New figures from the Central Bank show that Irish mortgage rates fell slightly in May and are now the third highest in the euro zone after Malta and Greece.
The average interest rate on new Irish mortgage agreements fell to 2.8% in May, down 7 basis points on May 2020.
The average for the euro area stood at 1.27% in May, although the rate varied considerably across countries.
Today's figures show that the average interest rate on new fixed rate mortgage agreements was 2.64% in May, a decrease of 10 basis points on May 2020.
Fixed rate mortgages accounted for 79% of new agreements over the month, the Central Bank said.
For new variable rate mortgage agreements, the average interest rate stood at 3.39% in May. This marked an increase of 2 basis points on the same time last year.
The Central Bank said the volume of new mortgage agreements amounted to €573m in May, an increase of 52% on May 2020, when volumes had declined significantly following the onset of Covid-19.
It also marked a 4% increase compared with April of this year.
The Central Bank said that renegotiated mortgages amounted to €189m in May, a decrease of 66% on the previous month series high.
The weighted average interest rate for all renegotiated mortgages was 2.74% in May, it added.
Brokers Ireland said existing and aspiring mortgage holders need to consider their positions very carefully and ideally seek impartial advice.
"There is no doubt that despite the exit from the market of Ulster Bank and KBC, new product offerings, especially long-term fixed interest rates of 20 years in the case of Finance Ireland and 30 years in the case of Avant Money, have improved competition within the market that was sorely lacking up to recently," said Rachel McGovern, Director of Financial Services at the organisation.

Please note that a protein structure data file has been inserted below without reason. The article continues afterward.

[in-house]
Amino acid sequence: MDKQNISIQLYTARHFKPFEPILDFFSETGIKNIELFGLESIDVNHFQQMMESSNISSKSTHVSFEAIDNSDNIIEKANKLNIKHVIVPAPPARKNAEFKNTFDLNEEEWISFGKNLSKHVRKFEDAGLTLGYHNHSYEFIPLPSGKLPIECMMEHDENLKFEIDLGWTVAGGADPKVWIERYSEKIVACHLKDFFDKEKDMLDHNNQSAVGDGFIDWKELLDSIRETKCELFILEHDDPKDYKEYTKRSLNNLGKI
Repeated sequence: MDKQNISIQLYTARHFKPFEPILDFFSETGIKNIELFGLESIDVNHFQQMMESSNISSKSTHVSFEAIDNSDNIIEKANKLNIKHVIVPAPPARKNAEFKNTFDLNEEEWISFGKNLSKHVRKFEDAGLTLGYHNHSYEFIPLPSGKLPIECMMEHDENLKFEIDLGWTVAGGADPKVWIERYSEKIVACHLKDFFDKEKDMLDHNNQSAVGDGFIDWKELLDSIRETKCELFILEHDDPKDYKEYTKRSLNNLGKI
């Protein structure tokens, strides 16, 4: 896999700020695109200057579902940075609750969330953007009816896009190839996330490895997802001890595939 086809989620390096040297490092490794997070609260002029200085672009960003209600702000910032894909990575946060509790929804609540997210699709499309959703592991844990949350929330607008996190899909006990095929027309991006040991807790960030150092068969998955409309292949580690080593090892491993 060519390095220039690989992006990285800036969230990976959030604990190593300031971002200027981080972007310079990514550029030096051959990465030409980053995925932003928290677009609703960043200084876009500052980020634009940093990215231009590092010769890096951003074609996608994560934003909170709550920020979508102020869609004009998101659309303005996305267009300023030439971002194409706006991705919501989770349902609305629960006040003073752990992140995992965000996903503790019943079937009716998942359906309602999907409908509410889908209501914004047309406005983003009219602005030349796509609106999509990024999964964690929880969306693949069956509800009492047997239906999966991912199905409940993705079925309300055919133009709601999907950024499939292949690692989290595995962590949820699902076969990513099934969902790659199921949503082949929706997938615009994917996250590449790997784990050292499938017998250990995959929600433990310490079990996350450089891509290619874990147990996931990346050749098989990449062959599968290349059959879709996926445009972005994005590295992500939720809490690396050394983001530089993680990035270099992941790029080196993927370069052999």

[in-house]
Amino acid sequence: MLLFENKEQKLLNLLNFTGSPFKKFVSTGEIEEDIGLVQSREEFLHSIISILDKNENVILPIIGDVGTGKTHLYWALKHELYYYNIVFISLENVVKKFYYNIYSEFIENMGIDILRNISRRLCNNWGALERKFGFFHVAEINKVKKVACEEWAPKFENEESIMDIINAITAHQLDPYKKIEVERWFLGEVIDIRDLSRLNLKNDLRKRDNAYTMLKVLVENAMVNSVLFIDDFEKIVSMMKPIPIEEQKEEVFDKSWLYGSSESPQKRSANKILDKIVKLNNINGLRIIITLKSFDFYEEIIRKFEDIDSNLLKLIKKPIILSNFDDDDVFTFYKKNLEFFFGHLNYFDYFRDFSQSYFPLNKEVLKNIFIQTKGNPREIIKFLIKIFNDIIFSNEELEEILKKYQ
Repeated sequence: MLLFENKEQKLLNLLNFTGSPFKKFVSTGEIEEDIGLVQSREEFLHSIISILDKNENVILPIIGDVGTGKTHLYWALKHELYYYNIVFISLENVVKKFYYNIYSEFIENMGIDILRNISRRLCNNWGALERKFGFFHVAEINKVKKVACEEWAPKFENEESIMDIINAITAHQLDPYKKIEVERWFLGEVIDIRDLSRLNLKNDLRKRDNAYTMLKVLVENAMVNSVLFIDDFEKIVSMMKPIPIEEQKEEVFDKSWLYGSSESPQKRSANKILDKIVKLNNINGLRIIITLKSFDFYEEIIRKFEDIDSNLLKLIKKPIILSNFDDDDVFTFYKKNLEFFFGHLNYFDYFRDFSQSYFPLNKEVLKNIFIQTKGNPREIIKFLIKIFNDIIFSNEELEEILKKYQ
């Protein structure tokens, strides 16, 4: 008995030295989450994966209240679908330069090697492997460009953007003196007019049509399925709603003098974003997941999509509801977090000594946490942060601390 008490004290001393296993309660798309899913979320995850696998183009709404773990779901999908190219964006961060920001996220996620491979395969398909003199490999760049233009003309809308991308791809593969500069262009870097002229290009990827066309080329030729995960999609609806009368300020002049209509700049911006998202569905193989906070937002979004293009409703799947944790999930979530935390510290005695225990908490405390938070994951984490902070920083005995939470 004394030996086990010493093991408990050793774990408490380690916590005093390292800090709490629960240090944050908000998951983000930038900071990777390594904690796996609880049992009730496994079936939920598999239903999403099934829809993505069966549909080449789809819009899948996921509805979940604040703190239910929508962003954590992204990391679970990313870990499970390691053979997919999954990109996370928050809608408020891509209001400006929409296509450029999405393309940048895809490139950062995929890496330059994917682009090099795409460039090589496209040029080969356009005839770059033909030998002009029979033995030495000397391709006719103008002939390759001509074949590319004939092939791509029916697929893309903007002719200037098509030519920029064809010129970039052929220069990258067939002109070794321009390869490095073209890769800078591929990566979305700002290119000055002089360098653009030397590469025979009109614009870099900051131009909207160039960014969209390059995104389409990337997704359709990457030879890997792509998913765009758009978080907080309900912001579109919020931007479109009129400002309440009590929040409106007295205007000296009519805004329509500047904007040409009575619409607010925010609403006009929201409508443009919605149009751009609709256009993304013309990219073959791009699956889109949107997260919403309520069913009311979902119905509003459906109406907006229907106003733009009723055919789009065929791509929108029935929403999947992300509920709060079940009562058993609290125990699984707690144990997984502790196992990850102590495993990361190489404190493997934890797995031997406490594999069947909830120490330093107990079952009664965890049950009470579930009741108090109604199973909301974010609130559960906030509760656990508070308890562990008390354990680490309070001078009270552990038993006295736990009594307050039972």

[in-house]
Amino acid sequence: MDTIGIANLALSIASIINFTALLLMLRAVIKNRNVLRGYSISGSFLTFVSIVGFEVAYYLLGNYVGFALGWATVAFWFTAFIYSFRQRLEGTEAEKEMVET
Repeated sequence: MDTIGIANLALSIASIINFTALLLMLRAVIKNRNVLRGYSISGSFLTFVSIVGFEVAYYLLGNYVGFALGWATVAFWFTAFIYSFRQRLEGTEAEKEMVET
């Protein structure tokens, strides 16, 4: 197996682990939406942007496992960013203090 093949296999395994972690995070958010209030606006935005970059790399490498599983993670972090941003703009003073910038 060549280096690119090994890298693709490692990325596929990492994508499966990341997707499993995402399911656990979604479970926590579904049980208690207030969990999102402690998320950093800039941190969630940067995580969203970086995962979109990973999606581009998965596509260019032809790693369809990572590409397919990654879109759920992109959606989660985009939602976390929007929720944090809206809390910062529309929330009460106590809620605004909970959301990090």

She added that for the first time in a long time there is discussion once again about inflationary pressures.
"This could lead to increases in interest rates, although not immediately, given recent comments from the ECB whose meeting later this month will be eagerly awaited for signals," she said.
"At this point our advice to mortgage holders is to shop around for the best rate and carefully consider their position over the longer term. Long-term fixed interest rates give a great level of security around financial outgoings."
While Darragh Cassidy from Bonkers.ie said the small drop in interest rates year-on-year is obviously welcome,
But he said it doesn't mask the fact that rates here remain highly elevated compared to our European neighbours.
Meanwhile, the Central Bank said that interest rates on new household term deposits stood at 0.12% in May compared to the equivalent euro area rate of 0.23%.